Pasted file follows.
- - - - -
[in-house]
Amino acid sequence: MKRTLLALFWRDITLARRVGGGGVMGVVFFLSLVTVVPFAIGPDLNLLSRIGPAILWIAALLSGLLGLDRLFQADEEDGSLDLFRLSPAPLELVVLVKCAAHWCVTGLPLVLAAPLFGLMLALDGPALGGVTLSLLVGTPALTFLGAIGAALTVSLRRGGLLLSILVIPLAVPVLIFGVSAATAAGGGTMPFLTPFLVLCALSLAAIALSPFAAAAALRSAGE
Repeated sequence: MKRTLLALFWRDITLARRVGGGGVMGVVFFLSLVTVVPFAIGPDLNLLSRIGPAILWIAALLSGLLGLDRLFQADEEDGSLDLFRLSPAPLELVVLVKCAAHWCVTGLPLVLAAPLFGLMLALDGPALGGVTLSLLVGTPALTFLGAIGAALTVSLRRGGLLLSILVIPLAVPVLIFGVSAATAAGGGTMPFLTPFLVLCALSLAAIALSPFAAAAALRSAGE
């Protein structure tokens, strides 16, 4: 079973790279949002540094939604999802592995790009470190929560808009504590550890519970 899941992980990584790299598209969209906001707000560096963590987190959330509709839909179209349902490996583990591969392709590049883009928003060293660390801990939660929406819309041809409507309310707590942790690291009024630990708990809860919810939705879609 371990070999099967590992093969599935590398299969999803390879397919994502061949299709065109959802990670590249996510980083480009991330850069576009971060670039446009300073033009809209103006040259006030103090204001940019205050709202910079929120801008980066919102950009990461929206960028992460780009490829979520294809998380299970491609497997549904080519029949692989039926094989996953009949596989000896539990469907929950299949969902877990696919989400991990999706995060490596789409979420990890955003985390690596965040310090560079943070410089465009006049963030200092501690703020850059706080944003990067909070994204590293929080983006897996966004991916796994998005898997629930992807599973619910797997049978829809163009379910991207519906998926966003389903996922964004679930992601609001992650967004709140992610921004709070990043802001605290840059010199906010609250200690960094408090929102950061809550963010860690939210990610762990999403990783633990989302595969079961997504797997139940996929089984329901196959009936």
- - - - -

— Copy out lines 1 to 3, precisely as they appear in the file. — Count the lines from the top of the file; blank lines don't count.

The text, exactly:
[in-house]
Amino acid sequence: MKRTLLALFWRDITLARRVGGGGVMGVVFFLSLVTVVPFAIGPDLNLLSRIGPAILWIAALLSGLLGLDRLFQADEEDGSLDLFRLSPAPLELVVLVKCAAHWCVTGLPLVLAAPLFGLMLALDGPALGGVTLSLLVGTPALTFLGAIGAALTVSLRRGGLLLSILVIPLAVPVLIFGVSAATAAGGGTMPFLTPFLVLCALSLAAIALSPFAAAAALRSAGE
Repeated sequence: MKRTLLALFWRDITLARRVGGGGVMGVVFFLSLVTVVPFAIGPDLNLLSRIGPAILWIAALLSGLLGLDRLFQADEEDGSLDLFRLSPAPLELVVLVKCAAHWCVTGLPLVLAAPLFGLMLALDGPALGGVTLSLLVGTPALTFLGAIGAALTVSLRRGGLLLSILVIPLAVPVLIFGVSAATAAGGGTMPFLTPFLVLCALSLAAIALSPFAAAAALRSAGE